New Energy Economy had withdrawn from the negotiations. Perhaps its Director, Mariel Nanasi, smelled something. The strategy of cooptation has worked nationally for polluters in dealing with “Big Green” environmental groups for decades. Naomi Klein, Tim DeChristopher and others have independently documented the corruption of groups like The Nature Conservancy, World Wildlife Fund, and other Big Green groups by the polluters they were trying to work with. They supported climate schemes like carbon trading that gave corporations opportunity to profit from them while dodging real carbon emissions reduction. In the process of such compromises, Big Green “non-profit” organizations’ bank accounts swelled with corporate donations and the planet continued to overheat. This New Mexican “compromise” smells just like the fishy national failure of Big Green environmental groups.

Big Green Fails Again

The problem with Big Green groups in New Mexico is the same as with the national Big Energy and Big Environmental groups. Their deals are all about economics and politics – most of it self-serving. But Mother Nature doesn’t make deals. Anything short of rapid transition away from fossil fuels will accelerate the devastating climate disruptions already occurring. The convoluted legal “stipulation” filed with the PRC as a “compromise” with PNM, was also signed onto by PRC “Staff” – a peculiar element in itself. The “agreement” between PNM and the Big Green interveners kicks the emissions-can quite a ways down the regulatory road riddled with loopholes for PNM to wiggle through. I read it and found nothing that commits PNM to do any more than what it had already proposed. It’s a not-all-that-clever shell game, sufficiently convoluted as to deter all but the most persistent citizen from seeing the game for what it is.

Some PRC commissioners are happy with the compromise. Instead, the commissioners should demand robust compliance with the New Mexico State renewable energy goals set years ago then largely abandoned. We need serious emissions-reduction targets for New Mexico energy producers, not compromises that push solid climate action down the road.

Photo-voltaic Sun Tracker Generating Electricity at Home.

Photo-voltaic Sun Tracker Generating Electricity at Home.

PNM has severely reduced and eliminated incentives for citizens installing solar-electric equipment that would reduce fossil-fuels use – but not add to PNM’s profits. Citizen-owned distributed generation adds electricity to the grid without adding emissions, but does not add to PNM’s cost-basis for its profits. This leads PNM to discourage the very technology that is best for the public. The PRC appears oblivious to the urgency of the renewable-energy production transition, as the crisis of climate disruption accelerates. As Peggy O’Mara pointed out in last Sunday’s The New Mexican, the race for renewable energy has already passed a turning point. Continued reliance on coal is now a high financial risk as well as environmentally stupid. The PRC also has a fiduciary responsibility to the public to protect it from undue costs and financial risk. PNM’s plan would introduce new coal and nuclear health and liability risks to New Mexicans. On the other hand, the history of regulation in the U.S. is one of corporate control over agencies ostensibly meant to regulate them.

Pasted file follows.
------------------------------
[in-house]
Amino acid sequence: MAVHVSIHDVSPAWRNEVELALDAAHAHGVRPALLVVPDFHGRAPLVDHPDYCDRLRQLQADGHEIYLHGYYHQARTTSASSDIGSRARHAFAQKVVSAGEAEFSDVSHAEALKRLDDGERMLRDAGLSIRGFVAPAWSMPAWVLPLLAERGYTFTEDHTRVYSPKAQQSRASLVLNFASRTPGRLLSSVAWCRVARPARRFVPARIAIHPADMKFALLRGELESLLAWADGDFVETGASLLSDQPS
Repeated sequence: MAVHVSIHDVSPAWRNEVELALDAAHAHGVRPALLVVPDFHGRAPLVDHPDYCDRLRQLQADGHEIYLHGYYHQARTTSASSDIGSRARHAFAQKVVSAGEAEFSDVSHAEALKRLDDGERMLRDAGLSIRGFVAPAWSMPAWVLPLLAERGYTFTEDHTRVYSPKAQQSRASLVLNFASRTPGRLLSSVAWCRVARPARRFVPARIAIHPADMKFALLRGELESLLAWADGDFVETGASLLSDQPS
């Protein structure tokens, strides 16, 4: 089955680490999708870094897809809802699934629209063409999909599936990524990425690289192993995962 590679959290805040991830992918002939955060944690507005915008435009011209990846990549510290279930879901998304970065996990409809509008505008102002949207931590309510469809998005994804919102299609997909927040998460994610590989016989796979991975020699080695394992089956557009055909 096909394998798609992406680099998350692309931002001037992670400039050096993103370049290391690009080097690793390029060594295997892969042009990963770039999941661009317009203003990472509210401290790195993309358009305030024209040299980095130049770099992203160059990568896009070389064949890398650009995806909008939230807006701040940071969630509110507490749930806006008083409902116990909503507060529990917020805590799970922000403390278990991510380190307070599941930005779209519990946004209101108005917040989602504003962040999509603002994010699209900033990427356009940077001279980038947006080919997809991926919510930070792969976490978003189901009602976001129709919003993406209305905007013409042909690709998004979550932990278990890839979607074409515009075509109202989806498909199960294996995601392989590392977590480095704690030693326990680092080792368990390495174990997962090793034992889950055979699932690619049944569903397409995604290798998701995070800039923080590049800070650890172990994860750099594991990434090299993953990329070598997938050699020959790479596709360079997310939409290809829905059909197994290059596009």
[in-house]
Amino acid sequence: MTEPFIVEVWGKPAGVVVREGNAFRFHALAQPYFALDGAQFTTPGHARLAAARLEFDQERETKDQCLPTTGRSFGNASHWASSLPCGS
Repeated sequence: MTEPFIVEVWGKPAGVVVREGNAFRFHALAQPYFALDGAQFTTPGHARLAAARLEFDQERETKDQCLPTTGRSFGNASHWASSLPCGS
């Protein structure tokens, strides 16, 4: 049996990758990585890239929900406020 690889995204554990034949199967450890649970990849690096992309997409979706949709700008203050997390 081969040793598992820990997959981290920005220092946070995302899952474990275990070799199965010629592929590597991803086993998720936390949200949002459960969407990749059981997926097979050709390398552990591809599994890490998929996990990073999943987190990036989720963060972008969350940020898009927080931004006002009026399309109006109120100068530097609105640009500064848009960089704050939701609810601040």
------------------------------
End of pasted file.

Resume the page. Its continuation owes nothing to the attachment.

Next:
Public Rights or Private Privilege

This whole mess revolves around an “unmentionable” flaw in the way energy is supplied to the public – through a faux public utility. The goals of a public utility should match the public interest. The goals and actions of PNM as a privatized “public utility” – an oxymoron of sorts – do not. Its obvious schemes to increase profits at the expense of the public interest should be offensive to its customers. At a deeper level, its guaranteed monopoly profits based on its capital investments and operating costs, give incentive to create investments and costs to justify rate-increase demands – and increased profits.

This setup reminds me of those corrupt “cost plus” Defense Department contracts that enrich the likes of Boeing, Northrup-Grumman, and others with “cost overruns” at the tax-payer’s expense. Without real public oversight, it’s a never-ending cycle of gouging the public for private corporate profit. Unlike some investor-owned public utilities that are moving expeditiously to solar and wind, PNM is regressive in the extreme. New Mexicans simply cannot afford the wasted water, methane pollution, coal-dust diseases, nuclear liabilities, and profligate profiteering of PNM. Now if the PRC were to really do its job…

Certainly, converting from a privatized energy supplier like PNM to a publicly owned and operated public utility is complicated. Nevertheless, PNM and PRC failures to move quickly toward significant carbon-emissions reduction and affordable energy in ways that serve the public interest would make it well worth the effort in the long run. It is time for the people of New Mexico to look after their own interests and pressure the State to change the way it does the people’s business, especially where energy and a healthy environment are concerned.